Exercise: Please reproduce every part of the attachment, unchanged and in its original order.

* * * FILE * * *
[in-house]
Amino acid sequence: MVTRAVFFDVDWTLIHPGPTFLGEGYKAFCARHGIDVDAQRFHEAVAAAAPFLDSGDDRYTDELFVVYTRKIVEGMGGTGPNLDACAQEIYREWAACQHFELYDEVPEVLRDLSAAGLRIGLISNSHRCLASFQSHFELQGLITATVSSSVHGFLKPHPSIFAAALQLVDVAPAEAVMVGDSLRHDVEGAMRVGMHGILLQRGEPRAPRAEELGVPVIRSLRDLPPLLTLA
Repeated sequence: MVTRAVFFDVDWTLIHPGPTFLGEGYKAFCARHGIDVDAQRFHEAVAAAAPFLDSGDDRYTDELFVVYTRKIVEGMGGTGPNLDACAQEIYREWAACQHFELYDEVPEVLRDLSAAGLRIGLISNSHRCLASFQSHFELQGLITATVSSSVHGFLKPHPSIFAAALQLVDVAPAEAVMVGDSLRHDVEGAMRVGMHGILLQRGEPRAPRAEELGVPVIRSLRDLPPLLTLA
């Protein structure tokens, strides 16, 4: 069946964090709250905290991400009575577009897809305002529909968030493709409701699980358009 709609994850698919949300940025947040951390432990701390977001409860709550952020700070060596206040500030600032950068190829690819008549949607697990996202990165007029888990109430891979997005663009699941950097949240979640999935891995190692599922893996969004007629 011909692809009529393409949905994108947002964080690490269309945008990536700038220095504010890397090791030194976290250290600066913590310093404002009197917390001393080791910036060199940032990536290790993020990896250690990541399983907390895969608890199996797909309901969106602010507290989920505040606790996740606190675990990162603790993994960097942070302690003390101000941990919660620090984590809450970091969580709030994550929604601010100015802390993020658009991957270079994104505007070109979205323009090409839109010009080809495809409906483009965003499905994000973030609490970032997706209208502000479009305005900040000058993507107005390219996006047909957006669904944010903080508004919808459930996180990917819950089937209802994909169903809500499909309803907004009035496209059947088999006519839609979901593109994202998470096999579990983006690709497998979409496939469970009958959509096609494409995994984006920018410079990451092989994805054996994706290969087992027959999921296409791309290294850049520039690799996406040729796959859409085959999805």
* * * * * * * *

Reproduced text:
[in-house]
Amino acid sequence: MVTRAVFFDVDWTLIHPGPTFLGEGYKAFCARHGIDVDAQRFHEAVAAAAPFLDSGDDRYTDELFVVYTRKIVEGMGGTGPNLDACAQEIYREWAACQHFELYDEVPEVLRDLSAAGLRIGLISNSHRCLASFQSHFELQGLITATVSSSVHGFLKPHPSIFAAALQLVDVAPAEAVMVGDSLRHDVEGAMRVGMHGILLQRGEPRAPRAEELGVPVIRSLRDLPPLLTLA
Repeated sequence: MVTRAVFFDVDWTLIHPGPTFLGEGYKAFCARHGIDVDAQRFHEAVAAAAPFLDSGDDRYTDELFVVYTRKIVEGMGGTGPNLDACAQEIYREWAACQHFELYDEVPEVLRDLSAAGLRIGLISNSHRCLASFQSHFELQGLITATVSSSVHGFLKPHPSIFAAALQLVDVAPAEAVMVGDSLRHDVEGAMRVGMHGILLQRGEPRAPRAEELGVPVIRSLRDLPPLLTLA
């Protein structure tokens, strides 16, 4: 069946964090709250905290991400009575577009897809305002529909968030493709409701699980358009 709609994850698919949300940025947040951390432990701390977001409860709550952020700070060596206040500030600032950068190829690819008549949607697990996202990165007029888990109430891979997005663009699941950097949240979640999935891995190692599922893996969004007629 011909692809009529393409949905994108947002964080690490269309945008990536700038220095504010890397090791030194976290250290600066913590310093404002009197917390001393080791910036060199940032990536290790993020990896250690990541399983907390895969608890199996797909309901969106602010507290989920505040606790996740606190675990990162603790993994960097942070302690003390101000941990919660620090984590809450970091969580709030994550929604601010100015802390993020658009991957270079994104505007070109979205323009090409839109010009080809495809409906483009965003499905994000973030609490970032997706209208502000479009305005900040000058993507107005390219996006047909957006669904944010903080508004919808459930996180990917819950089937209802994909169903809500499909309803907004009035496209059947088999006519839609979901593109994202998470096999579990983006690709497998979409496939469970009958959509096609494409995994984006920018410079990451092989994805054996994706290969087992027959999921296409791309290294850049520039690799996406040729796959859409085959999805």